One of the great difficulties of having a serious conversation on marriage with the great majority of gay marriage activists is their refusal to understand the significance of the social change they are proposing.
Yes, a number of cultures throughout history have recognized same-sex unions, but such recognition has been the exception, not the norm. In all my studies (which have been pretty extensive), I have yet to encounter a culture (prior to the 1990s) which identified same-sex unions with the same term it used to describe different-sex relationships, what we now call, traditional marriage.
As I’ve noted before, those cultures which called such unions “marriage” required that one partner live his (or her, as the case may be) in the guise of the opposite gender. In short, sexual difference defined marriage.
In the two best books published in recent years on marriage, only David Blankenhorn coming out against gay marriage in The Future of Marriage addresses gender difference. Jonathan Rauch, in his excellent book making the case for gay marriage, brings it up only to dismiss it.
In order to make a better case for gay marriage, advocates of expanding the definition of this ancient institution need make clear that they are indeed promoting a change. They can’t hang on the rights argument, particularly in a state like California which grants the same privileges to same-sex couples as it does to different-sex married couples, but just calls them by a different name.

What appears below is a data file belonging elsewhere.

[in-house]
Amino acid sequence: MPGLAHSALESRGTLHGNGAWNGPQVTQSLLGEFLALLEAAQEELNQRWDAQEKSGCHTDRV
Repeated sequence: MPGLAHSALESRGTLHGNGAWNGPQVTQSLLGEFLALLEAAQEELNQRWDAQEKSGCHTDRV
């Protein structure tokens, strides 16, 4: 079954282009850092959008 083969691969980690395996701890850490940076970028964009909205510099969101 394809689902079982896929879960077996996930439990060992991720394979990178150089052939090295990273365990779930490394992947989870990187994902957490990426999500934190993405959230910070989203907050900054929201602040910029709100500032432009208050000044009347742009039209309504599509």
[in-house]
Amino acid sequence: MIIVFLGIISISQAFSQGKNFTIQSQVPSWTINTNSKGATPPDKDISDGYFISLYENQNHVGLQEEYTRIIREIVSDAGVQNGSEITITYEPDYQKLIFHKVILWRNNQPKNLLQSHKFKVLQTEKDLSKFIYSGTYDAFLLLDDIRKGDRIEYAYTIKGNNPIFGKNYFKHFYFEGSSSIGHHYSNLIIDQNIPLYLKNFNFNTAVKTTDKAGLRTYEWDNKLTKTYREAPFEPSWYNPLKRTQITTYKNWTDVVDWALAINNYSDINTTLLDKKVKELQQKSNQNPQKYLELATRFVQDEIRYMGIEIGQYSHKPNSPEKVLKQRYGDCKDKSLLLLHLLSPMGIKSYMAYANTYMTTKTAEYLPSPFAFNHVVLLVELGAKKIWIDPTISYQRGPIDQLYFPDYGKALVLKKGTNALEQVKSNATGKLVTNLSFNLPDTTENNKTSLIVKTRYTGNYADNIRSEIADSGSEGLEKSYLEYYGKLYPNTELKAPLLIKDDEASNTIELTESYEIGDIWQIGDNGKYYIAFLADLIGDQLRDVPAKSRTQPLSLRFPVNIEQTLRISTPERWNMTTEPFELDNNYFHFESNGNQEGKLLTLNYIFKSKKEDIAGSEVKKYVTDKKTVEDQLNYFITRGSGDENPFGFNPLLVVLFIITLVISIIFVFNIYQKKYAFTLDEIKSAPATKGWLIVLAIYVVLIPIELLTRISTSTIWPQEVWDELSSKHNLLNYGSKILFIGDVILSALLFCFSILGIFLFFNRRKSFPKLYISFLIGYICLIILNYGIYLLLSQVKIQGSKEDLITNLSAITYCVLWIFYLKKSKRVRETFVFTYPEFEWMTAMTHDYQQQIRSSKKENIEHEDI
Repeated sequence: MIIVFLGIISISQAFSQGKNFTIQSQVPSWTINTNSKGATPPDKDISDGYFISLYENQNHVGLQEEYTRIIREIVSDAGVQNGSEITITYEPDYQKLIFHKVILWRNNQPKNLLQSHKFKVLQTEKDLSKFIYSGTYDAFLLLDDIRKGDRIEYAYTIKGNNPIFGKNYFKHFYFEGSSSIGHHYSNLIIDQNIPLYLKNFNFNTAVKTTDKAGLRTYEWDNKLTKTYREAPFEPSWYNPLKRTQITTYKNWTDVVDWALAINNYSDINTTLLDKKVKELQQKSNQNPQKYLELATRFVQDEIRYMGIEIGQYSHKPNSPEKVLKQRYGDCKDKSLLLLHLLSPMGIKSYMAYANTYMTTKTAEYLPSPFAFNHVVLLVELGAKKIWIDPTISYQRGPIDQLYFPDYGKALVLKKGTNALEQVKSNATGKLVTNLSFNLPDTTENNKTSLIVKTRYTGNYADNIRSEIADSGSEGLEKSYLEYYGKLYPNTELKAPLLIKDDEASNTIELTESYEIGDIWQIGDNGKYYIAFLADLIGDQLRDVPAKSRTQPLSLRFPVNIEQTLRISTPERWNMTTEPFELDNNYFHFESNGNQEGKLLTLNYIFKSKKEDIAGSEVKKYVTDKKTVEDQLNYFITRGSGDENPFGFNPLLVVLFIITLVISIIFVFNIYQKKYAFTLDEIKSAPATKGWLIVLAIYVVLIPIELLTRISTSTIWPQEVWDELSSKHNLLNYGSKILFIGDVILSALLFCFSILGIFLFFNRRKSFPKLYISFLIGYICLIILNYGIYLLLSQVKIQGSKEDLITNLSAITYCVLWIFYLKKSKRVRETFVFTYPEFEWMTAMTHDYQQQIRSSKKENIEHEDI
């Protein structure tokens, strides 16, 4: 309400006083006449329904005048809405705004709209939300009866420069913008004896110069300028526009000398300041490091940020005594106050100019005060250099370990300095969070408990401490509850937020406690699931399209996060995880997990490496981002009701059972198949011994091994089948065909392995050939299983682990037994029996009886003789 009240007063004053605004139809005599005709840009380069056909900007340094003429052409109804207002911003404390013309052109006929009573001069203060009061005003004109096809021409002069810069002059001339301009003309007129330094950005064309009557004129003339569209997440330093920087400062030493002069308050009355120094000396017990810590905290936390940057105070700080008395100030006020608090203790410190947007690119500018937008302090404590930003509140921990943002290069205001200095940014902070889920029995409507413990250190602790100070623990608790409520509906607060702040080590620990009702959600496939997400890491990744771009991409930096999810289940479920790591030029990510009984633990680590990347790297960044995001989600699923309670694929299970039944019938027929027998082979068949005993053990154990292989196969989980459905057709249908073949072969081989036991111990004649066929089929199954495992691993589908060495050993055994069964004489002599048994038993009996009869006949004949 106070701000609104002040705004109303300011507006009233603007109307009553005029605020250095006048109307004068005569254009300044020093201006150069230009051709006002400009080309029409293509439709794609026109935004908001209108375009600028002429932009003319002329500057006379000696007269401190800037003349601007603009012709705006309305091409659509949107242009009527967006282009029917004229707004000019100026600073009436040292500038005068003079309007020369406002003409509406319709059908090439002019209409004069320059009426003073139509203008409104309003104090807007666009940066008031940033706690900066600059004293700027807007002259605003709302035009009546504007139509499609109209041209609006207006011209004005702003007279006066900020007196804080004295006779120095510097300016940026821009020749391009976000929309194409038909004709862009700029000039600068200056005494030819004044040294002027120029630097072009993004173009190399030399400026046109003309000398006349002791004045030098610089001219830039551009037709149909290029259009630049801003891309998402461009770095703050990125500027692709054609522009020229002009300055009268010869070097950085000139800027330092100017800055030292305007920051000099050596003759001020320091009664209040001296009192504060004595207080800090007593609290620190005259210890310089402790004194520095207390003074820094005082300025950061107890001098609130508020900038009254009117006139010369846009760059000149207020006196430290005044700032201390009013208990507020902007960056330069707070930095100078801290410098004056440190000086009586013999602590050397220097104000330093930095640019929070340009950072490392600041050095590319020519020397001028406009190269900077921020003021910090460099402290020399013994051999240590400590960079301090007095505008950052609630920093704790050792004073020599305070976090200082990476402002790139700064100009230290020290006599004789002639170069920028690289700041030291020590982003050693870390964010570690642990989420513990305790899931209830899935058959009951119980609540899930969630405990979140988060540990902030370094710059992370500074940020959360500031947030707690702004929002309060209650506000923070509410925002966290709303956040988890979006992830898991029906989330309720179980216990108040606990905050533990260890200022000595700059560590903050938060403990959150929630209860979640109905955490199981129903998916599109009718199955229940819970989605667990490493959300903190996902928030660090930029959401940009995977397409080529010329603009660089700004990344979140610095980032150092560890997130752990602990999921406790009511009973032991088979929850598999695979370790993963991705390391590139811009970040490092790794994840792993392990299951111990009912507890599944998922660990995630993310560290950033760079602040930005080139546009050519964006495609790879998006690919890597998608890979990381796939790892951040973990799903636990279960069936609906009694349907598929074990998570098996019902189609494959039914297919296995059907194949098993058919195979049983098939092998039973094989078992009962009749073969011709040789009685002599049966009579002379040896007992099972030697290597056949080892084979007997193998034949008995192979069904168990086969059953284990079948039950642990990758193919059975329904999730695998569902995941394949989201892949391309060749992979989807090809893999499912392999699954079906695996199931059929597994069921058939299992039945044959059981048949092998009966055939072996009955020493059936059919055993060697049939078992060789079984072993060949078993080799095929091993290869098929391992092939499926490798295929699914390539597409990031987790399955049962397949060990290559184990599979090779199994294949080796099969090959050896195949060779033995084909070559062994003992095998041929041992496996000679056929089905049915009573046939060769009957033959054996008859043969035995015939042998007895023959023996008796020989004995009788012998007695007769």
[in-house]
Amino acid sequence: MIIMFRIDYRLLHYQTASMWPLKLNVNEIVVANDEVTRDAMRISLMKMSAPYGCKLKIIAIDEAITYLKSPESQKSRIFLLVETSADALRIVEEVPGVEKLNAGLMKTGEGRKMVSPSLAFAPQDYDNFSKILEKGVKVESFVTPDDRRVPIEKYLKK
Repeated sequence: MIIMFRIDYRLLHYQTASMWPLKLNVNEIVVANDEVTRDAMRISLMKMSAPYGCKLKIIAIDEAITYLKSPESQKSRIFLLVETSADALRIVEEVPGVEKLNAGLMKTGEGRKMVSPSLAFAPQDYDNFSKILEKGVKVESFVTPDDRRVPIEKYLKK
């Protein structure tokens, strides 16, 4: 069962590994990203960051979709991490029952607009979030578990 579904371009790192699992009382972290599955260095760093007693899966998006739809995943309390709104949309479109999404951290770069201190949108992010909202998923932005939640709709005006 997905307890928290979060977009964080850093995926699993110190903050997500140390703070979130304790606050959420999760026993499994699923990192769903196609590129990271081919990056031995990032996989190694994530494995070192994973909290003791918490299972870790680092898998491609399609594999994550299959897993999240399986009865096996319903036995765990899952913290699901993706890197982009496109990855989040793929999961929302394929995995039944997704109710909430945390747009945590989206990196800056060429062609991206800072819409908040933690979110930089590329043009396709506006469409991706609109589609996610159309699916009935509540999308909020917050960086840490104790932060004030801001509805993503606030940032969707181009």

Right now, in the Golden State at least (but perhaps nationally given this past weekend’s rallies), all the hullabaloo is over that name.
As one who recognizes that gender differences are real, I am sympathetic to those opponents of same-sex marriage (proponents of Proposition 8 ) who root their opposition in that understanding of this institution. Many of them actually favor (with some saying as much in the recent campaign) state recognition of same-sex couples just so long as the state calls them something different than marriage.
It seems that Arizona voters agree, rejecting a draconian 2006 ballot measure which would have barred state recognition of such unions, but two years later, voting (by a comfortable margin) for a measure which would have just prevented the state from calling such unions marriage.
If people are serious about gay marriage as something more than a means to get a government seal of approval on our unions, they need address the gender difference argument. They are proposing a change to an ancient institution. Let’s acknowledge that and say why it’s a good thing.